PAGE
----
Now that’s what we used to call racing!

Today it’s hard to imagine 200-mile road races on dodgy road surfaces, with riders clipping straw bales at every corner – but that’s exactly how it was at the Leinster ‘200’ at Wicklow, in the Irish Republic, back in 1957.

Sammy Miller MBE was going through some archives last November when he came across
a report in Motor Cycling, dated June 20, 1957, about that year’s ‘Leinster’ in which he achieved
the fastest lap of the meeting, all classes included, at 88.05mph on a 250cc NSU.

Just look at that road surface as Sammy Miller (250 NSU) leads the similarly mounted Bob Brown and another dustbin-faired competitor past the high kerbs and straw bales.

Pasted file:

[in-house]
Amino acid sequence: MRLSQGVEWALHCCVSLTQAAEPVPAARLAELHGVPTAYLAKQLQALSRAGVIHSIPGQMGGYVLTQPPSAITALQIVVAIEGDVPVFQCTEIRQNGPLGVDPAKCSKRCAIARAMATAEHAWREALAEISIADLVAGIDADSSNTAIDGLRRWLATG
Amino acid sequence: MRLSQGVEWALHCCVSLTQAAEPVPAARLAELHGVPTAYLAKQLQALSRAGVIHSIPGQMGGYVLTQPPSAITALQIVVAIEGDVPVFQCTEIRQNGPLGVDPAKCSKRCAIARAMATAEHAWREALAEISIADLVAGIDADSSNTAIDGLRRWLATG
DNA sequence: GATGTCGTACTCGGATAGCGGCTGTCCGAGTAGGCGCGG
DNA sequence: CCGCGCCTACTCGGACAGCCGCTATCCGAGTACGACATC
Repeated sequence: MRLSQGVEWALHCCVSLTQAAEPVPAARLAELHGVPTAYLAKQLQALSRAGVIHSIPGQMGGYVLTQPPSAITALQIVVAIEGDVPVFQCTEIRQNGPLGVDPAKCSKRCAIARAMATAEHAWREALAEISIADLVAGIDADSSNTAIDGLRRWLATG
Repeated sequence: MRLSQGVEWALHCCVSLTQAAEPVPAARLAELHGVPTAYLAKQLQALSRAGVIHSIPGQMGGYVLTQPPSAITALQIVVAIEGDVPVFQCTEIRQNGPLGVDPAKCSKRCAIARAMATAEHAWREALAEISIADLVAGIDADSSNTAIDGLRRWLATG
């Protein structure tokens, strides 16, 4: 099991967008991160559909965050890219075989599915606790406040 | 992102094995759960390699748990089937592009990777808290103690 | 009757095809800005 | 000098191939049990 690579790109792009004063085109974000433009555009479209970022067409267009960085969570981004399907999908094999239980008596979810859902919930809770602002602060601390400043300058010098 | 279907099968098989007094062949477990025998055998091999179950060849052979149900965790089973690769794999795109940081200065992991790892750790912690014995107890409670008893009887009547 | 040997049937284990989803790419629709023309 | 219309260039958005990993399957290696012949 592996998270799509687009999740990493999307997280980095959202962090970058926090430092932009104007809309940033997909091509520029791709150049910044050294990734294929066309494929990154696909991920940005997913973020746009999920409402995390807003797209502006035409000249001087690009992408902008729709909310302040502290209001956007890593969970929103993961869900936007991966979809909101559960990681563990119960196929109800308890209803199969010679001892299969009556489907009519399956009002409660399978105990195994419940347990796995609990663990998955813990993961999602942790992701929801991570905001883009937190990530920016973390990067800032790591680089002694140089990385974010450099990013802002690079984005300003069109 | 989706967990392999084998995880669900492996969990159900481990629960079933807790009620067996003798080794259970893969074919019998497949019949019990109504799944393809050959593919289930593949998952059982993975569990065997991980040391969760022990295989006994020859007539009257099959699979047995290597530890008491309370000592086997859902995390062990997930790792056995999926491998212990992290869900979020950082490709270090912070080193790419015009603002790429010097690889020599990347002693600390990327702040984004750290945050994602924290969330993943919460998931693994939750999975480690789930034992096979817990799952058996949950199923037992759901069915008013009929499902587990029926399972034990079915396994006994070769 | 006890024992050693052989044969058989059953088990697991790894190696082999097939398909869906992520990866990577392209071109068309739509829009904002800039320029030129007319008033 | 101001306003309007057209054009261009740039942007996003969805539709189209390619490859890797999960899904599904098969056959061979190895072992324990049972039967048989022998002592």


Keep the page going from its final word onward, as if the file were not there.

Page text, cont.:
Sam said: “I should think it was the only international where a two-fifty could be faster than the three-fifties and five-hundreds – a truly classic event!”

It took place just after the 1957 TT in which the late Bob McIntyre had finally pushed his 500cc Gilera four to that first 100mph lap, and the Leinster entry was disastrously depleted by Isle of Man blow-ups and in Irish practising.

Read more in the March 2018 issue of OBM – on sale now!

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